USEPA's smokescreen to avoid curbing vehicular emissions
nowadays the us consistently steers clear of global warming mitigation measures. In one such move, the us Environmental Protection Agency (epa) rejected a petition seeking to regulate greenhouse gas (ghg) emissions from motor vehicles under the Clean Air Act (caa). The August 28 decision follows a controversial amendment to the same legislation, exempting several old industrial units from installing pollution control equipment when upgrading or modifying their operations (see box: Escape route).
The International Center for Technology Assessment (icta), a non-profit organisation, along with other bodies, had petitioned the epa on October 20, 1999. They contended that the epa should monitor and control emission of carbon dioxide (co2), methane, nitrous oxide and hydrofluorocarbons from new motor vehicles and engines.
The plea pointed out that these emissions were contributing considerably to global climate change, and that a 1998 memorandum of the epa ('Authority to Regulate Pollutants Emitted by Electric Power Generation Sources') already accepted co2 as an air pollutant. It was suggested that vehicular emissions of ghgs could be significantly reduced by increasing the fuel economy of vehicles, bringing down tailpipe emissions, and using other current and developing technologies.
The epa, however, observed: "After careful consideration of the petitioners' arguments and public comments, we conclude that we cannot and should not regulate ghg emissions from us motor vehicles under the caa." It further noted: "Congress has not granted epa authority (within the act's ambit) to regulate co2 and other ghgs for climate change purposes." The agency also stated that setting ghg emission standards for vehicles "is not appropriate at this time".
Jeff Holmstead, assistant administrator for the office of air and radiation, asserted: "Congress must provide us with clear legal powers before we can address a fundamental issue like climate change. The caa was not designed for this purpose." This appears to be a volte-face in the light of the fact that the epa itself had testified before congress in October 1999 (during the Bill Clinton regime), declaring that it had the necessary authority to regulate co2 as a global warming pollutant.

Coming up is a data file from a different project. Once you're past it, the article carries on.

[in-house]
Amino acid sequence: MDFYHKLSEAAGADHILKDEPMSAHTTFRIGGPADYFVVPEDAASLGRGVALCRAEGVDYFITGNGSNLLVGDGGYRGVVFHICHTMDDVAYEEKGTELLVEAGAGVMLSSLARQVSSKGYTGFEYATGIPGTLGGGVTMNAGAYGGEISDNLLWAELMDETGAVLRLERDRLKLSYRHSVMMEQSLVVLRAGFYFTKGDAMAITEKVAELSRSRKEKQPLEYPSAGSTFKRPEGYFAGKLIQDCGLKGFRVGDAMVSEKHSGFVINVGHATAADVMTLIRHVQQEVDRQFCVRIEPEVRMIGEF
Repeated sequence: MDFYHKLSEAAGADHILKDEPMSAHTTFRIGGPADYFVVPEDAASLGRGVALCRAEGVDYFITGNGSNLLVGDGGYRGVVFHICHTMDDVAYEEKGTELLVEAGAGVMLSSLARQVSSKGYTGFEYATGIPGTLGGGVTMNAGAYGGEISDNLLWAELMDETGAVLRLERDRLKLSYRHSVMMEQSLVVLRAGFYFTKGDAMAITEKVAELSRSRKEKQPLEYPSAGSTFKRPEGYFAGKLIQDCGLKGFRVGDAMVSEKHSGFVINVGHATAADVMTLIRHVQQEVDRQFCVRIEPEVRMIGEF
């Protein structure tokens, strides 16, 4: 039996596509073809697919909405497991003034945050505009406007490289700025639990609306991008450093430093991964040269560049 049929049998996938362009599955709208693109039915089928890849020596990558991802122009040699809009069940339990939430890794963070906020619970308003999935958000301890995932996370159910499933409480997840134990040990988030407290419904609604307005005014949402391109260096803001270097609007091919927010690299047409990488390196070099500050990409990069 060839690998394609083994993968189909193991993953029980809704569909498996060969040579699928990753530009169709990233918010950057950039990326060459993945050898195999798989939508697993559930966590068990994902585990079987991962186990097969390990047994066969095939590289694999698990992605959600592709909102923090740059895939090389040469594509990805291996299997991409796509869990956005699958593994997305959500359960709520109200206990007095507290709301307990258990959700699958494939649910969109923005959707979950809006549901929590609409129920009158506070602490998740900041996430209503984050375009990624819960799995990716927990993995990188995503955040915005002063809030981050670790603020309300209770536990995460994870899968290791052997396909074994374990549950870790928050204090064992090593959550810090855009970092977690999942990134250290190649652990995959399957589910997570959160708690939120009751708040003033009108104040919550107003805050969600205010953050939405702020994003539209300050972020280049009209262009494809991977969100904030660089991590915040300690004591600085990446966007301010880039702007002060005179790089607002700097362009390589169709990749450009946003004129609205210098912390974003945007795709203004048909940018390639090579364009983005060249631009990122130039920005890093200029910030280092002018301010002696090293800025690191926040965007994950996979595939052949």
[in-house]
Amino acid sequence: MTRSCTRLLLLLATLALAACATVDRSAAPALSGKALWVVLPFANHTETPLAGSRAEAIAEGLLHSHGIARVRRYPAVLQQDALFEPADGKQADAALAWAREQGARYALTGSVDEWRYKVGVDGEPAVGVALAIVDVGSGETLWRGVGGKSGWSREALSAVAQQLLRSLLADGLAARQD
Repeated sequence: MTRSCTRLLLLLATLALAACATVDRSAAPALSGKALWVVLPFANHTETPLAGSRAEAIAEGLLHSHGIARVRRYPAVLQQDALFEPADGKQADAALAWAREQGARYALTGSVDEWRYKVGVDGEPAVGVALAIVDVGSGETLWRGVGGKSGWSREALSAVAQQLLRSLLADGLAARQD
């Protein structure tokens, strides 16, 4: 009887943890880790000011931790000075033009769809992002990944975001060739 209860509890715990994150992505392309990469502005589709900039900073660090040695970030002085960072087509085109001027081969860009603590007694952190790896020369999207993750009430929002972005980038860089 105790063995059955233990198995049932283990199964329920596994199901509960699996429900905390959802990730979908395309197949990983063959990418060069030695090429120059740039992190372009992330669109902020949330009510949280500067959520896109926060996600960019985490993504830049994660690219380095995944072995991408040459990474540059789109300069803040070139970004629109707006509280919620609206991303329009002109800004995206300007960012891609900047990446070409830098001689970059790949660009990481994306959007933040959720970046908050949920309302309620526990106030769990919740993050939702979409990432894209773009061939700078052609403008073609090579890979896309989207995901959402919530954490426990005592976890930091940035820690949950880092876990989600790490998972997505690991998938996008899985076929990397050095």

Predictably, industry associations have welcomed the decision. "What they have done is absolutely right. In fact, it is the only thing they could do," gushed William Kovacs, vice-president, us Chamber of Commerce. Environmentalists, on the other hand, are dismayed. David Bookbinder, senior attorney with the Sierra Club, struck a critical note: "The (George) Bush administration is again ducking its legal and moral responsibility to address global warming." The gravity of the problem can be gauged from a study conducted by the Pew Center on Global Climate Change. It shows that the us transportation vehicles are responsible for nearly a third of the country's total ghg emissions (see: pie chart).
In stark contrast to the retrogressive federal actions, California continues to surge ahead with its 'clean air' agenda. On July 22, 2002, it passed a bill titled 'ab 1493' instructing the California Air Resources Board (carb) to develop and adopt regulations that achieve maximum feasible reduction of co2 emitted by passenger vehicles and light-duty trucks in the state.
At a time other key nations of the North are falling in line with the Kyoto Protocol, the us ostrichism has become more glaringly obvious. The eu, for instance, has initiated steps to curb ghg emissions from the transport sector by encouraging car manufacturers to develop fuel-efficient engines. Perhaps, the us' actions are being guided more by the politics of fuel economy than the wider issue of co2 regulation. This explains the epa's recent stand on the matter, which ensures that fuel-efficiency standards don't become stringent.
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